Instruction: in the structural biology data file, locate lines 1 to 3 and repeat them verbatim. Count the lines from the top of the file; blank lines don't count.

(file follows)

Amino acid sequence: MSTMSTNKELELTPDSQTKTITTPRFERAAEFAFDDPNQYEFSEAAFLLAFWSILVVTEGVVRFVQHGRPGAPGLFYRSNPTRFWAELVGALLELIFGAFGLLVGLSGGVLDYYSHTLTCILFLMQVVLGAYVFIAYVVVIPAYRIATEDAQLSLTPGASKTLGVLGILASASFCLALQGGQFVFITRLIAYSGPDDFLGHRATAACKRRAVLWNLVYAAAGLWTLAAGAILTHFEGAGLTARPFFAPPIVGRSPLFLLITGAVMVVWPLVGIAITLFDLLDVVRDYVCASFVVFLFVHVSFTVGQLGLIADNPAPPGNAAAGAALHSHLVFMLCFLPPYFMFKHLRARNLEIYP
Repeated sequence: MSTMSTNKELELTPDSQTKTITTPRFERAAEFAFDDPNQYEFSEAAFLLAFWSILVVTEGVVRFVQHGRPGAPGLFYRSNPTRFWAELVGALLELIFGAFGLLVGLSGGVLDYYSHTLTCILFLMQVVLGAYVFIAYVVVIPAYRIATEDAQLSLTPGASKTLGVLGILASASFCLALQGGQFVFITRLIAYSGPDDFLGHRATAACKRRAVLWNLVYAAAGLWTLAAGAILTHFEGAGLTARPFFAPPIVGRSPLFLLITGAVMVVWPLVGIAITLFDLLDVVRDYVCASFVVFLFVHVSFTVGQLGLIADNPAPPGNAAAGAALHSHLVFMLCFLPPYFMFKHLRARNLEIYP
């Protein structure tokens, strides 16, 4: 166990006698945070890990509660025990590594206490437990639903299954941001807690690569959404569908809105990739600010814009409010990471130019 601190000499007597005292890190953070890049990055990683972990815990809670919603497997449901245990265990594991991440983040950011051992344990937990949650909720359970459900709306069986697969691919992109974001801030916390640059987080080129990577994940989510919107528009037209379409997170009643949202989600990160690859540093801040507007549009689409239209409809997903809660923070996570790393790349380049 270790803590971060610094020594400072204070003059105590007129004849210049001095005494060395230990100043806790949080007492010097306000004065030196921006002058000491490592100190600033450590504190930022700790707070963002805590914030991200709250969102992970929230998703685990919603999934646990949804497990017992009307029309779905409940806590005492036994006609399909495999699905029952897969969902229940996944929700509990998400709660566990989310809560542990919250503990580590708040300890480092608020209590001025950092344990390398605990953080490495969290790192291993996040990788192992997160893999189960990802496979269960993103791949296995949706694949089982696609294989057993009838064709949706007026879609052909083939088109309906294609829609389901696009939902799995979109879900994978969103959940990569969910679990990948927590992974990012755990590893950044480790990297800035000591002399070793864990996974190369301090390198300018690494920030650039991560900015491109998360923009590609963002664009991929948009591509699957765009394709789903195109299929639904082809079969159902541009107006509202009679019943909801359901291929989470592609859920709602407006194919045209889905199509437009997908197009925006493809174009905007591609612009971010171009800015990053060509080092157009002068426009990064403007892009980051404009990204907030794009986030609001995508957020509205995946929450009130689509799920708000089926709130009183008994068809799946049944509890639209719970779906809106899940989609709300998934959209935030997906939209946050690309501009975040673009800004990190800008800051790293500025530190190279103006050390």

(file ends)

Amino acid sequence: MSTMSTNKELELTPDSQTKTITTPRFERAAEFAFDDPNQYEFSEAAFLLAFWSILVVTEGVVRFVQHGRPGAPGLFYRSNPTRFWAELVGALLELIFGAFGLLVGLSGGVLDYYSHTLTCILFLMQVVLGAYVFIAYVVVIPAYRIATEDAQLSLTPGASKTLGVLGILASASFCLALQGGQFVFITRLIAYSGPDDFLGHRATAACKRRAVLWNLVYAAAGLWTLAAGAILTHFEGAGLTARPFFAPPIVGRSPLFLLITGAVMVVWPLVGIAITLFDLLDVVRDYVCASFVVFLFVHVSFTVGQLGLIADNPAPPGNAAAGAALHSHLVFMLCFLPPYFMFKHLRARNLEIYP
Repeated sequence: MSTMSTNKELELTPDSQTKTITTPRFERAAEFAFDDPNQYEFSEAAFLLAFWSILVVTEGVVRFVQHGRPGAPGLFYRSNPTRFWAELVGALLELIFGAFGLLVGLSGGVLDYYSHTLTCILFLMQVVLGAYVFIAYVVVIPAYRIATEDAQLSLTPGASKTLGVLGILASASFCLALQGGQFVFITRLIAYSGPDDFLGHRATAACKRRAVLWNLVYAAAGLWTLAAGAILTHFEGAGLTARPFFAPPIVGRSPLFLLITGAVMVVWPLVGIAITLFDLLDVVRDYVCASFVVFLFVHVSFTVGQLGLIADNPAPPGNAAAGAALHSHLVFMLCFLPPYFMFKHLRARNLEIYP
């Protein structure tokens, strides 16, 4: 166990006698945070890990509660025990590594206490437990639903299954941001807690690569959404569908809105990739600010814009409010990471130019 601190000499007597005292890190953070890049990055990683972990815990809670919603497997449901245990265990594991991440983040950011051992344990937990949650909720359970459900709306069986697969691919992109974001801030916390640059987080080129990577994940989510919107528009037209379409997170009643949202989600990160690859540093801040507007549009689409239209409809997903809660923070996570790393790349380049 270790803590971060610094020594400072204070003059105590007129004849210049001095005494060395230990100043806790949080007492010097306000004065030196921006002058000491490592100190600033450590504190930022700790707070963002805590914030991200709250969102992970929230998703685990919603999934646990949804497990017992009307029309779905409940806590005492036994006609399909495999699905029952897969969902229940996944929700509990998400709660566990989310809560542990919250503990580590708040300890480092608020209590001025950092344990390398605990953080490495969290790192291993996040990788192992997160893999189960990802496979269960993103791949296995949706694949089982696609294989057993009838064709949706007026879609052909083939088109309906294609829609389901696009939902799995979109879900994978969103959940990569969910679990990948927590992974990012755990590893950044480790990297800035000591002399070793864990996974190369301090390198300018690494920030650039991560900015491109998360923009590609963002664009991929948009591509699957765009394709789903195109299929639904082809079969159902541009107006509202009679019943909801359901291929989470592609859920709602407006194919045209889905199509437009997908197009925006493809174009905007591609612009971010171009800015990053060509080092157009002068426009990064403007892009980051404009990204907030794009986030609001995508957020509205995946929450009130689509799920708000089926709130009183008994068809799946049944509890639209719970779906809106899940989609709300998934959209935030997906939209946050690309501009975040673009800004990190800008800051790293500025530190190279103006050390």